You can see the video of this bucket list experience on our YouTube channel: https://youtu.be/i-iuuxfERXw.
When we visited Yellowstone for the last time in 2015, just after Christmas, we decided to embark on a mini-adventure that our son had been begging to do for the past three trips there. He wanted to swim in the “Boiling River” near the North Entrance.
The Boiling River Trail starts from a small parking lot near the 45th Parallel marker, just south of Gardiner, Montana. In the summer, I am sure this lot and the overflow lot across the highway are both packed, but on this day there were only a few brave souls out in the 5 degree F weather.
We grabbed our camera gear and towels, and bundled up against the still northwest winds that had been very slowly diminishing throughout the evening. It was about 3:00 PM, and we knew it would get dark by 5:00, so we needed to hustle to the river. We started down the narrow trail which is flanked on one side by the Gardner River and a steep bank on the other. As we rounded a tight bend we saw five huge bison had just crossed the river and decided that the river trail was the best route for them. In another time and place, we would have moved aside, gotten some trees between us and them, and taken tons of photos as they passed by.
However, today this herd was being pushed along from behind by a couple of tourists returning from swimming, and even though they saw us, with two small kids in tow, they pushed the bison quickly toward us. We turned a quick 180 and started hoofing it back to the parking lot area. With Calvin in front, Tom picked up Linus and we fast-walked as calmly as we could to the outhouse located at the head of the trail. By the time we reached safety, the bison were coming around the bend:
We heard splashing and shouting, and after the bison passed, the tourists who had been pushing them our direction came around the bend and mentioned that they had tried to “get them moving” by throwing rocks in the river! We stared at them in disbelief… in what world would it be sensible to chase bison, let alone toward a family with young children??!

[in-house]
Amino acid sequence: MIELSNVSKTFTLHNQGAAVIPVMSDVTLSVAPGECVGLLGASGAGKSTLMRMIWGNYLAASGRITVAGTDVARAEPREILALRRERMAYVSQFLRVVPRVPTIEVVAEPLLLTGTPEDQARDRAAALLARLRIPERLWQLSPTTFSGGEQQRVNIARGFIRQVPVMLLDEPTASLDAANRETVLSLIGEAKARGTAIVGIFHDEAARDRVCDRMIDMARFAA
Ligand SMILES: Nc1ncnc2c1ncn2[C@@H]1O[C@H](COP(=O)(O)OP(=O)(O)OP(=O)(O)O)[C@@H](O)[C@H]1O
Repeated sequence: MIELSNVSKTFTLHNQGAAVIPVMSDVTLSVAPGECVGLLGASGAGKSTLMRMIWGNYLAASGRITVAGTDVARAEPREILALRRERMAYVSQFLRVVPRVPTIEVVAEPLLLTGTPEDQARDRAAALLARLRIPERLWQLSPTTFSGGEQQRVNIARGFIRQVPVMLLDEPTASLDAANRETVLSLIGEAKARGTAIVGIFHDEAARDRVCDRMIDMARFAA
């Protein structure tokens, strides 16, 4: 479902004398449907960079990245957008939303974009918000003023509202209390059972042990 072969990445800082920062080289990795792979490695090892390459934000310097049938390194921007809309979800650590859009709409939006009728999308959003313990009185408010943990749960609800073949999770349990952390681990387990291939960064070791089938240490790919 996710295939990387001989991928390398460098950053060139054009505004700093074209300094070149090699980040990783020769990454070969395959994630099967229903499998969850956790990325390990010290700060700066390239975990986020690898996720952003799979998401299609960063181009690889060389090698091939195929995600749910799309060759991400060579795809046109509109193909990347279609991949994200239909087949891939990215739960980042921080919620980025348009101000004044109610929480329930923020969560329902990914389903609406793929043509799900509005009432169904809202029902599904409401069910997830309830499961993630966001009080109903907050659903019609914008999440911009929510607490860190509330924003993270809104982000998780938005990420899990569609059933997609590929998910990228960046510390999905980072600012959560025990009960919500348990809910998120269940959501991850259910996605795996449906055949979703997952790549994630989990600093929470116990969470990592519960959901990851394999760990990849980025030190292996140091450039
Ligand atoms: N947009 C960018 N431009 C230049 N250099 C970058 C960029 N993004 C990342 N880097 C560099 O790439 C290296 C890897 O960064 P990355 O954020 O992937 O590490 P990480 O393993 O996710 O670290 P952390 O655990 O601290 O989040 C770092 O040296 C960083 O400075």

Recovering from frayed nerves, we headed back up the short trail to find where we could take a dip. A walk along the river was relaxing in itself, as we saw many types of birds, talked about juniper berries with our sons, and looked for animal tracks. We even saw some green plants growing in the water!
At the end of the trail, road meets river at a small beach where we found several piles of winter gear strewn about from those already in the water. Tom and Calvin peeled off the warm layers and got into the river as quickly as possible. Within five minutes they had swam upstream a bit and then headed for the “real hot spots” that others told them about nearby.
Tom says that some of the hot springs feeding into the river are so hot that you have to keep moving to avoid getting burned by the scalding water. They totally enjoyed the plunge, and Linus and I froze on the bank while watching them. Calvin has convinced us that on our next trip we will have to do a repeat with all four of us getting to swim. I agree!
Getting out was the hardest part, so they say, as their feet wanted to freeze to the ground, towels, blankets, and anything they touched. They dried off as best they could, we threw snow pants and parkas back on them, and then we headed back to the car, to return to our cabin for some hot cocoa and s’mores!
Bucket List: Yellowstone in winter – CHECK! Swimming in Boiling River – CHECK! What’s on YOUR Yellowstone Bucket List??! Let us know in the comments below!